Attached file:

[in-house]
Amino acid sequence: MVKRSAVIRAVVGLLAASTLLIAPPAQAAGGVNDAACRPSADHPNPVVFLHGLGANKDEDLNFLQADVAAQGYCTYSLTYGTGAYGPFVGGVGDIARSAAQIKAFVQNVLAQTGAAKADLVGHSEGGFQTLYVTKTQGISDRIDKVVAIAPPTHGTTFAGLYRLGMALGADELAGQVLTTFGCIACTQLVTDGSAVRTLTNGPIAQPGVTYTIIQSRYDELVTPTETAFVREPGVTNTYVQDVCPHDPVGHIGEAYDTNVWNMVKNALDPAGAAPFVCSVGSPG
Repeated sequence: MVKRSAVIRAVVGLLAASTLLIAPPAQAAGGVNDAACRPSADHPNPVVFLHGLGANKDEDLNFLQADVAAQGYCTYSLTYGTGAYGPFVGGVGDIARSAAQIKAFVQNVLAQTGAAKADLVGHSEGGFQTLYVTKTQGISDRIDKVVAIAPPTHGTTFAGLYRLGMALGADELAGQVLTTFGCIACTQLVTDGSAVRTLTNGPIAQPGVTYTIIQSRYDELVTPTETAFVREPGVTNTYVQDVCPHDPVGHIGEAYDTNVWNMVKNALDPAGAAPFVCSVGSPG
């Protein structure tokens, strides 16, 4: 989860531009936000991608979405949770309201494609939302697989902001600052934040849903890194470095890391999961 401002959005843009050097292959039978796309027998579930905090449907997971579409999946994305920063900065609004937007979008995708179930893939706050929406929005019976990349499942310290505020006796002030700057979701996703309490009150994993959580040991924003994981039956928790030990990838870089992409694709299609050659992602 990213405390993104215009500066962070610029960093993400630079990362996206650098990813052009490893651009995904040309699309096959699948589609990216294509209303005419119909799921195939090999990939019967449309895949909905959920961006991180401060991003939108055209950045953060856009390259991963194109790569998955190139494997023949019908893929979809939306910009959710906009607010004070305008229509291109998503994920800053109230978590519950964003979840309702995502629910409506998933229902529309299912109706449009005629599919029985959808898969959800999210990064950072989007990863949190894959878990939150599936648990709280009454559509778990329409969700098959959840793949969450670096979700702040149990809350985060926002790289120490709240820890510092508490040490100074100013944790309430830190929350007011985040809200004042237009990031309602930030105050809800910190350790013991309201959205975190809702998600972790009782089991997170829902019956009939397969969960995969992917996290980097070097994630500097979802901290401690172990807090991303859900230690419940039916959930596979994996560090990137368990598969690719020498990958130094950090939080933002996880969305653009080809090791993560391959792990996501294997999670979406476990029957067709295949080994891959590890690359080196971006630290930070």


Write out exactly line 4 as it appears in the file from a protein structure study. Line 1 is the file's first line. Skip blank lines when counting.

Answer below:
């Protein structure tokens, strides 16, 4: 989860531009936000991608979405949770309201494609939302697989902001600052934040849903890194470095890391999961 401002959005843009050097292959039978796309027998579930905090449907997971579409999946994305920063900065609004937007979008995708179930893939706050929406929005019976990349499942310290505020006796002030700057979701996703309490009150994993959580040991924003994981039956928790030990990838870089992409694709299609050659992602 990213405390993104215009500066962070610029960093993400630079990362996206650098990813052009490893651009995904040309699309096959699948589609990216294509209303005419119909799921195939090999990939019967449309895949909905959920961006991180401060991003939108055209950045953060856009390259991963194109790569998955190139494997023949019908893929979809939306910009959710906009607010004070305008229509291109998503994920800053109230978590519950964003979840309702995502629910409506998933229902529309299912109706449009005629599919029985959808898969959800999210990064950072989007990863949190894959878990939150599936648990709280009454559509778990329409969700098959959840793949969450670096979700702040149990809350985060926002790289120490709240820890510092508490040490100074100013944790309430830190929350007011985040809200004042237009990031309602930030105050809800910190350790013991309201959205975190809702998600972790009782089991997170829902019956009939397969969960995969992917996290980097070097994630500097979802901290401690172990807090991303859900230690419940039916959930596979994996560090990137368990598969690719020498990958130094950090939080933002996880969305653009080809090791993560391959792990996501294997999670979406476990029957067709295949080994891959590890690359080196971006630290930070």